Wednesday, September 28, 2016

newdarkcloud plays Hitman (2016) - Episode 5 - "F" For Fabulous

We... look.... FABULOUS!

The feedback loop for this game is one of its smartest systems, because it encourages exactly the kind of behavior gives the player the best possible "Hitman" experience.

Players start with a single entrance point, and a single location they can smuggle an item into, along with some starter equipment. This gives them enough to successfully complete the level the first time (they could even do Silent Assassin if they are attentive enough, but that's unlikely).

But then, once they've completed the level, they gain experience in that level for the challenges completed on the way (and since killing the target the first time is it's own challenge, this is guaranteed). They go up in their "Mastery Level" for the stage, and gain new weapons/items, new starting locations, and new places they can smuggle equipment in through.

Knowing that more bonuses await, they are encouraged to replay the level, and find more unique kills and opportunities to complete challenges. This process is made easier both because they already know the level layout from having played it previously and by having new items and starting points to work with.

Then they complete new opportunities, gain more bonuses, and the loop continues on. Since Hitman is a series that thrives on players who love to explore and discover, encouraging this behavior through it's challenge/reward system gives the player the best possible chance of enjoying the game.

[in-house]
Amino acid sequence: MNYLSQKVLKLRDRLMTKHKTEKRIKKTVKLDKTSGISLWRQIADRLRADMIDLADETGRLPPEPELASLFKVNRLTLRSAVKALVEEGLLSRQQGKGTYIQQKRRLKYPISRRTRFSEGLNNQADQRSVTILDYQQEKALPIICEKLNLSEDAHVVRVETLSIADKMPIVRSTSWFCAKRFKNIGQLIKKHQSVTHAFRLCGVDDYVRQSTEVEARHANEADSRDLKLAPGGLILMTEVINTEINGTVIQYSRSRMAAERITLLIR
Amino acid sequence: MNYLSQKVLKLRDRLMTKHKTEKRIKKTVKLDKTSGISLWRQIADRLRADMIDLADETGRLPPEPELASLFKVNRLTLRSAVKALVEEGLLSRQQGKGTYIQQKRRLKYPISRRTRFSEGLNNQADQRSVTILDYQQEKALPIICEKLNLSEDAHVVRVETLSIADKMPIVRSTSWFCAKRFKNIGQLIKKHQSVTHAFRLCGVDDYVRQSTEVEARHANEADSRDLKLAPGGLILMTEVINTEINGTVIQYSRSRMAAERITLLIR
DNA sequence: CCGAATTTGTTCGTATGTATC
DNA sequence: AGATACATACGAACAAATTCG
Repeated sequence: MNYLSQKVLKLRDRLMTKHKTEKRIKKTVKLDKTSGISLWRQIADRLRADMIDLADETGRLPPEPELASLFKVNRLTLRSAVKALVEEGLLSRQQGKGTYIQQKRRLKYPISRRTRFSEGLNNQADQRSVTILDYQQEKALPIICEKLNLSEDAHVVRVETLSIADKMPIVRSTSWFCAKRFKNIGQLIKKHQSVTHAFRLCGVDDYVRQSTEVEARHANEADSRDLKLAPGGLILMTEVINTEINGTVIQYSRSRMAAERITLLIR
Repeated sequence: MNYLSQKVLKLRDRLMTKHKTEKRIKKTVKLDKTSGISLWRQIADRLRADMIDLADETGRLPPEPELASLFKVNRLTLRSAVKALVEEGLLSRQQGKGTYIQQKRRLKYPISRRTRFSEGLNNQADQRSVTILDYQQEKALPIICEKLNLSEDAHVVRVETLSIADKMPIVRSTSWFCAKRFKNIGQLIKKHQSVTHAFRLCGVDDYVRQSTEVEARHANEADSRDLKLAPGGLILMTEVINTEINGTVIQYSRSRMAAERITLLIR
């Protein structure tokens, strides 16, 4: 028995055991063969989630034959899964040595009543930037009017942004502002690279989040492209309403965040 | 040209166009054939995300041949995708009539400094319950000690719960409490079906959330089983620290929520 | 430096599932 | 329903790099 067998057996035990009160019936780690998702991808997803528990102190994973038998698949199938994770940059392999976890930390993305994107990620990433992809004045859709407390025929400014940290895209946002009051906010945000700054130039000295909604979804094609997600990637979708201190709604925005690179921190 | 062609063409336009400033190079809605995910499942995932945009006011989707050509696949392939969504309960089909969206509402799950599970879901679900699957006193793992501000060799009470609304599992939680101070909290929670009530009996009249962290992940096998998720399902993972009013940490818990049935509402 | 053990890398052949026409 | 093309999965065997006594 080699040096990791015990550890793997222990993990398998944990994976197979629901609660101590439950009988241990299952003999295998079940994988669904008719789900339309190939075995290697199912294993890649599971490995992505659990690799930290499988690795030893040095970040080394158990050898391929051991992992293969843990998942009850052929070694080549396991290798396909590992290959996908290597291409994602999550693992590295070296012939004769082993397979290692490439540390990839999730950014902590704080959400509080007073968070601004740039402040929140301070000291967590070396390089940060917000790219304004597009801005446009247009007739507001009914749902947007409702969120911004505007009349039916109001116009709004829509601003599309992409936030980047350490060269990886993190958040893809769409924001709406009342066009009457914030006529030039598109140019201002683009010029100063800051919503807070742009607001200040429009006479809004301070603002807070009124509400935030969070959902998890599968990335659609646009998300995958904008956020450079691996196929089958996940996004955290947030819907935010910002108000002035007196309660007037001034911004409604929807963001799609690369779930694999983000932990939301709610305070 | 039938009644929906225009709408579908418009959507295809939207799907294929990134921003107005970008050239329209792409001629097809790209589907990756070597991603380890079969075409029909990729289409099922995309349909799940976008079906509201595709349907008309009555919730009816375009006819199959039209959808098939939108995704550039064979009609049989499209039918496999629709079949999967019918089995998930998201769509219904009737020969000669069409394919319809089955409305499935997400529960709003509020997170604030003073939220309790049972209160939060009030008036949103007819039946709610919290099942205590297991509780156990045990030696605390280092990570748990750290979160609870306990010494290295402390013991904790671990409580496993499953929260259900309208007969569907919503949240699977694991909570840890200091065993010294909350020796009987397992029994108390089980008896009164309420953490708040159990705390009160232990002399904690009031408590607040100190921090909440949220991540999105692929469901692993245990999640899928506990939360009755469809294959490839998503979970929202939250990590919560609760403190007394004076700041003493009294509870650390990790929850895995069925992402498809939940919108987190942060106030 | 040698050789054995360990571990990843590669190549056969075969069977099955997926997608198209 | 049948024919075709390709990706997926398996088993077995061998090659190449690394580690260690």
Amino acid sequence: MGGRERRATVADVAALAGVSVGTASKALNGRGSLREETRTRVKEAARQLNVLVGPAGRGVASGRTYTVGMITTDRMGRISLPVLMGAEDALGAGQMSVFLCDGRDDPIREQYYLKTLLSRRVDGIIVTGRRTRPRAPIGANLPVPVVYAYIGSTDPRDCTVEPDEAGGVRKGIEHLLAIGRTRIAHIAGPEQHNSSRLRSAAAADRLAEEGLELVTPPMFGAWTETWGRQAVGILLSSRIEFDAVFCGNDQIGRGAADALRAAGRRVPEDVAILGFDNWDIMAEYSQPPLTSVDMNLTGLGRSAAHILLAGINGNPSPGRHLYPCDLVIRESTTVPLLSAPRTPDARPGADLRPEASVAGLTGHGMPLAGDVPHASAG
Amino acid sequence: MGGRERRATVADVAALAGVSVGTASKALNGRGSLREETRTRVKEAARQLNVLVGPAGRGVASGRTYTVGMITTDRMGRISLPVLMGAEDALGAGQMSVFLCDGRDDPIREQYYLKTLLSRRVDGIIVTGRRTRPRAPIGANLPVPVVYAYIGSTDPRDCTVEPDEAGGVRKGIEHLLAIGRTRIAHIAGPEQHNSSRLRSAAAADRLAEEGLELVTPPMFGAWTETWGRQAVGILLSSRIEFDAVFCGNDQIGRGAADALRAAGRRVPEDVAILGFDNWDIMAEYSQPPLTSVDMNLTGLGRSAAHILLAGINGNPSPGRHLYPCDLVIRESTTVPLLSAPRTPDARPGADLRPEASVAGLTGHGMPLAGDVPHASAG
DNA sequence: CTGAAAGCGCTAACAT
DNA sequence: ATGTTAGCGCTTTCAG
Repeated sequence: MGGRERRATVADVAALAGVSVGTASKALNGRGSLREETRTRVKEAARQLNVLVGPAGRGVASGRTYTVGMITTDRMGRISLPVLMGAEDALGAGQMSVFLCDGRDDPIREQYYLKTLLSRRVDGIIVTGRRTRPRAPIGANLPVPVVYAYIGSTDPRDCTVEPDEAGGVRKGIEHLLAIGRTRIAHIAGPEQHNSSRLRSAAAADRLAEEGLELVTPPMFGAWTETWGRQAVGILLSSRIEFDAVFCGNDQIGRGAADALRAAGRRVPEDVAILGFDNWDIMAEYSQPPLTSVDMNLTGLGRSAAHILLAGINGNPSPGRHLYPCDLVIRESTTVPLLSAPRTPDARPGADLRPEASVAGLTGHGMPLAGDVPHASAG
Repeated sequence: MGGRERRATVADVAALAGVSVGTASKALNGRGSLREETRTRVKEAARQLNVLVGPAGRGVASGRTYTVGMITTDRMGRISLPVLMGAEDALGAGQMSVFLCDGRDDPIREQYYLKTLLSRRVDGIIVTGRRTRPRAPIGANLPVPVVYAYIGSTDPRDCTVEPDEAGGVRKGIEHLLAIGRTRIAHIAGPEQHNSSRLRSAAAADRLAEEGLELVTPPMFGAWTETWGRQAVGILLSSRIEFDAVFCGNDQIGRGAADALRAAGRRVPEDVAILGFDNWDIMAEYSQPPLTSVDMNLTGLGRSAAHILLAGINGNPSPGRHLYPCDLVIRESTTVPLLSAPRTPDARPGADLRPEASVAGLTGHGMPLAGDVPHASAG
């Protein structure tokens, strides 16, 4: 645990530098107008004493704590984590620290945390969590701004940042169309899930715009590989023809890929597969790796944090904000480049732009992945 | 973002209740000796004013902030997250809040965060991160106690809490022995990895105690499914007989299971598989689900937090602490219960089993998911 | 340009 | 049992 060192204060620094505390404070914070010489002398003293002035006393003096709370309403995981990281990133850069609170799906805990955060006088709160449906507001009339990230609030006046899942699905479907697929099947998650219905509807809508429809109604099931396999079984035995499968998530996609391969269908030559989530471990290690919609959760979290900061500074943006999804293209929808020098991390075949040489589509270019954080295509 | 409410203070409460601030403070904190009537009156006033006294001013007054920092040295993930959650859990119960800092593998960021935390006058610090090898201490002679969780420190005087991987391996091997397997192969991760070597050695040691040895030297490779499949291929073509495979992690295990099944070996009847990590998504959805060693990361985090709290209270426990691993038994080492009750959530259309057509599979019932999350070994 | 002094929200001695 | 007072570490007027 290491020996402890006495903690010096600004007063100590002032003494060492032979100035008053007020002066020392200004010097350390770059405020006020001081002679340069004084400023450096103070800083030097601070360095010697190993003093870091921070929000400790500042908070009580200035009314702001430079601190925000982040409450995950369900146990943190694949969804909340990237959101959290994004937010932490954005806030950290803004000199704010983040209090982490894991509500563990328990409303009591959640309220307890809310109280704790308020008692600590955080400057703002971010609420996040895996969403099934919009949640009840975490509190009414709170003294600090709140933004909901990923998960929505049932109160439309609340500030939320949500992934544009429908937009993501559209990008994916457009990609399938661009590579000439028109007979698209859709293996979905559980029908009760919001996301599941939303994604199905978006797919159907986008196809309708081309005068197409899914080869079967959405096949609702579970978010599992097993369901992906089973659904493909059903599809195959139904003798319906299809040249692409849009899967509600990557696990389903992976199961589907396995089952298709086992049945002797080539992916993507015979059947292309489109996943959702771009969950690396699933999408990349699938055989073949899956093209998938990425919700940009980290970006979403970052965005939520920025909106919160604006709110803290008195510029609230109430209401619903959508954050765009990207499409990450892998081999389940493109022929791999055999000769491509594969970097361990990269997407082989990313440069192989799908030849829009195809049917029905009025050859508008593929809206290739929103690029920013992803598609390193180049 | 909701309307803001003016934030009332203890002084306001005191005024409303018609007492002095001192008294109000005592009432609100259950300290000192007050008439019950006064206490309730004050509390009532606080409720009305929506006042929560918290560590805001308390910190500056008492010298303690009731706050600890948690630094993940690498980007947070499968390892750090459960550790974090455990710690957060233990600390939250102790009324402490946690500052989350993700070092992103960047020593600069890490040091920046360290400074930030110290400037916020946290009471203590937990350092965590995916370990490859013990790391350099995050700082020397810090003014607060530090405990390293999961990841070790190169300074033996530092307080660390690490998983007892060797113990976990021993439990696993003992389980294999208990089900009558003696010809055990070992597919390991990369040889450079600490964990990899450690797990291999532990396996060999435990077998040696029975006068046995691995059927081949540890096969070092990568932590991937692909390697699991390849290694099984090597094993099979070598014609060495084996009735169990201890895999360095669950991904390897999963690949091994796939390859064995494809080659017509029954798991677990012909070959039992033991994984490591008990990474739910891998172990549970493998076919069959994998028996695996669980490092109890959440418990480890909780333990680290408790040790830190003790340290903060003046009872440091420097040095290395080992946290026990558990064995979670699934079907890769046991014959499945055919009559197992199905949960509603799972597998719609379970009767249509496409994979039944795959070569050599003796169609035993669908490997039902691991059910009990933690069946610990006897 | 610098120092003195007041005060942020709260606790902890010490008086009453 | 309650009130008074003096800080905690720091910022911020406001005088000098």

It's genius, and it's so bizarre to think that the genesis of these challenges is Hitman: Absolution, of all the games.

Tuesday, September 27, 2016

Kingdom Hearts Primer Announcement + Hitman Schedule Shift

Ladies, gentleman, and all other persuasions, we at Interactive Friction are pleased to announce our new project. That's right, Sam and I are back at it!

Welcome.... to Kingdom Hearts.

A long while back, Sam and I were talking about how he didn't really understand the plot to Kingdom Hearts, while I did. So, in anticipation of Kingdom Hearts 3, we decided to do a series on the plot of the series, such as it stands.

We couldn't have anticipated what a colossal undertaking this would turn out to be. Ultimately, the recording of this series is ongoing and it will likely be the most ambitious Interactive Friction project to date.

The idea will be to release new episodes every Monday, Wednesday, and Friday, starting next week. To accommodate this, the Hitman (2016) LP will transition to a Tuesday/Thursday schedule.

Get excited, guys. This is going to be quite the ride!

Monday, September 26, 2016

newdarkcloud plays Hitman (2016) - Episode 4 - Dressing As The Stars

Welcome to the Paris fashion show: Home to chic design and fabulous murder.

One of the things I am grateful to Absolution for is that it forced IO Interactive to seriously improve on the sneaking/stealth mechanics of Blood Money. Where we once had this terrible binary of "detected/not detected", there now exists a ton of states and transitions between those states.

Hitman didn't have any of the things you'd expect from stealth games, like detection notifiers, searching/suspicious states, distractions, etc until Absolution. For all of the things it did well, this was an area where even Blood Money faltered.